Tom Kim of South Korea simply repeated himself.
The 21-year-old Kim shot five-under-par 66 to defeat Adam Hadwin of Canada by one stroke in the 41st Shriners Children’s Open, winning the tournament for the second straight year at TPC Summerlin in Las Vegas.
“I really felt so confident in myself,” said Kim, who has won 12 times as a pro, including three titles on the PGA Tour. “I knew that if I did me, I was going to be able to do it. I’m stoked to get this one. It’s been a grind trying to figure it out. My first full season, trying to live up to the expectations of a great year. It’s been humbling sometimes.
“It’s very sweet. I feel like the first two wins came to me really quickly. It took a lot longer than my first two wins to get my third one. But it’s very sweet. This is really for my entire team. I’ve worked really hard personally, but without their help, I would not even be close to getting my third win. This is really sweet for us.
“I think because it’s sponsored by Shriners Children’s that it’s even more important, certainly because I’m only 21. I’m not the oldest guy out here, and the kids here are even younger than me. I feel like I’m kind of close in age with them, and if there’s anything I can do just to inspire one kid out there, it would mean the world.”
Kim, whose first PGA Tour victory came in the 2022 Wyndham Championship by five strokes, birdied three of the first four holes this time before making two bogeys, but then added four more birdies including a 12-foot putt at No. 15 that proved to be the winner as he recorded a score of 20-under-par 264.
Hadwin, who also has 12 victories as a pro, made four of his six birdies on the back nine against two bogeys in a 67, making a 25-foot birdie putt on the last hole to cap a 67.
“I just wasn’t as sharp off the tee or going into the greens today, for some reason,” said Hadwin, whose only PGA Tour victory came in the 2017 Valspar Championship. “I really didn’t miss a shot for the first three days. I had all kind of looks all over the golf course, and even today early, it just kind of didn’t click in quite yet.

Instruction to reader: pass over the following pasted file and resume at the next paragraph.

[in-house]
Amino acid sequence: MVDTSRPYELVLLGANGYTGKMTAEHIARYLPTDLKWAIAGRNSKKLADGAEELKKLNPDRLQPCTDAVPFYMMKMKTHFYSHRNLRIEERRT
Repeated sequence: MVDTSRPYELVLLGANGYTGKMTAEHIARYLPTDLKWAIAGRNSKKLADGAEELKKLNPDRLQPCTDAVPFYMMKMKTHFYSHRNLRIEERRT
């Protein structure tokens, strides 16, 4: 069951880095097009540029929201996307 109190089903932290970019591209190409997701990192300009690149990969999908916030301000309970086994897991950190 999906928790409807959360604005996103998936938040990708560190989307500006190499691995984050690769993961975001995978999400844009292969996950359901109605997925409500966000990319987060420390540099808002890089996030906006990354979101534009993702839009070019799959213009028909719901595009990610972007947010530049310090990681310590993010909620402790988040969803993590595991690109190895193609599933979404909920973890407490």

“It took me a little bit to kind of get comfortable today, and then I did have some really good looks coming down the back there. You trade a missed putt on No. 11 with that crazy up-and-down on No. 13, and a good up-and-down on No. 14, and then I had a good chance for eagle. I kind of went back and forth. I just kind of was that one shot on No. 16 away from having a chance going up No. 18.
“Finishing second on the PGA Tour is never a terrible thing, obviously. I would like to have one swing back for sure, but if a couple of putts drop here or there, and I’m right there.”
Rookie Eric Cole of Palm Springs collected nine birdies in a bogey-free 62 and was two shots behind in a tie for third with Alex Noren of Sween, who collected seven birdies against one bogey in a 65, J.T. Poston, who sank a five-foot eagle putt on No. 16 in a bogey-free 66, and Taylor Pendrith of Canada, who had three birdies on the first six holes in a bogey-free 67.
Beau Hossler of Rancho Santa Margarita, who led after a first-round 62, birdied the first three holes in a closing 66 to wind up three strokes down in a tie for seventh with Cam Davis of Australia, who sank a 17-foot eagle putt on No. 17 in another 66; Chesson Hadley, who made a bogey on the first hole before making six birdies in one more 66; Joel Dahmen, who collected eight birdies while also shooting 66; Isaiah Salinda, who holed out from 92 feet for an eagle on the 15th hole in a 67, and K.H. Lee of South Korea, who made bogeys on two of the first three holes but then made five birdies in a 68.
Lanto Griffin, who was tied for the 36-hole lead, made three late birdies in a 70 and wound up in a tie for 13th that included Ludvig Aberg of Sweden, who helped Europe reclaim the Ryder Cup two weeks ago and closed with a 62 that included a six-foot eagle putt at No. 9, while Cameron Champ of Sacramento, the other second-round co-leader, tied for 18th after carding five birdies down the stretch in a 65.
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